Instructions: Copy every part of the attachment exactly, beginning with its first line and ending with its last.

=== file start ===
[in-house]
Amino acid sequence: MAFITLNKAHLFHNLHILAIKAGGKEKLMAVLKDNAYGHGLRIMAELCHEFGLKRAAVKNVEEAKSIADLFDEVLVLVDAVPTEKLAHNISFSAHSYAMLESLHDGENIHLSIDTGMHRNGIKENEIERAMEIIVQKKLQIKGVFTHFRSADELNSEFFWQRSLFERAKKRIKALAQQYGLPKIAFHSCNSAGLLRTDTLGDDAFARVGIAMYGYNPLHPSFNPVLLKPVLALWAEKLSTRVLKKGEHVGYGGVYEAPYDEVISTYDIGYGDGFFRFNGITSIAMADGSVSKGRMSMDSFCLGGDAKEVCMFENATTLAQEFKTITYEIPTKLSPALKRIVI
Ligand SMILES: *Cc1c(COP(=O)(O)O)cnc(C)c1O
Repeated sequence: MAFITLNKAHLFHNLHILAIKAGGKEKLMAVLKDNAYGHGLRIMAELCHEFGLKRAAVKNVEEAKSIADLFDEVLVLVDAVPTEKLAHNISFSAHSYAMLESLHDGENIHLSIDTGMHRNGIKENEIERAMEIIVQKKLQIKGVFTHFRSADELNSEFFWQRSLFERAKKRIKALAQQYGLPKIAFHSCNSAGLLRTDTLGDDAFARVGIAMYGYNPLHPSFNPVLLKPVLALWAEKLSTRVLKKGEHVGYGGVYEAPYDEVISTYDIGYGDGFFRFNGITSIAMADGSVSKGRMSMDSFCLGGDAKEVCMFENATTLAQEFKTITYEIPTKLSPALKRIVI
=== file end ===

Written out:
[in-house]
Amino acid sequence: MAFITLNKAHLFHNLHILAIKAGGKEKLMAVLKDNAYGHGLRIMAELCHEFGLKRAAVKNVEEAKSIADLFDEVLVLVDAVPTEKLAHNISFSAHSYAMLESLHDGENIHLSIDTGMHRNGIKENEIERAMEIIVQKKLQIKGVFTHFRSADELNSEFFWQRSLFERAKKRIKALAQQYGLPKIAFHSCNSAGLLRTDTLGDDAFARVGIAMYGYNPLHPSFNPVLLKPVLALWAEKLSTRVLKKGEHVGYGGVYEAPYDEVISTYDIGYGDGFFRFNGITSIAMADGSVSKGRMSMDSFCLGGDAKEVCMFENATTLAQEFKTITYEIPTKLSPALKRIVI
Ligand SMILES: *Cc1c(COP(=O)(O)O)cnc(C)c1O
Repeated sequence: MAFITLNKAHLFHNLHILAIKAGGKEKLMAVLKDNAYGHGLRIMAELCHEFGLKRAAVKNVEEAKSIADLFDEVLVLVDAVPTEKLAHNISFSAHSYAMLESLHDGENIHLSIDTGMHRNGIKENEIERAMEIIVQKKLQIKGVFTHFRSADELNSEFFWQRSLFERAKKRIKALAQQYGLPKIAFHSCNSAGLLRTDTLGDDAFARVGIAMYGYNPLHPSFNPVLLKPVLALWAEKLSTRVLKKGEHVGYGGVYEAPYDEVISTYDIGYGDGFFRFNGITSIAMADGSVSKGRMSMDSFCLGGDAKEVCMFENATTLAQEFKTITYEIPTKLSPALKRIVI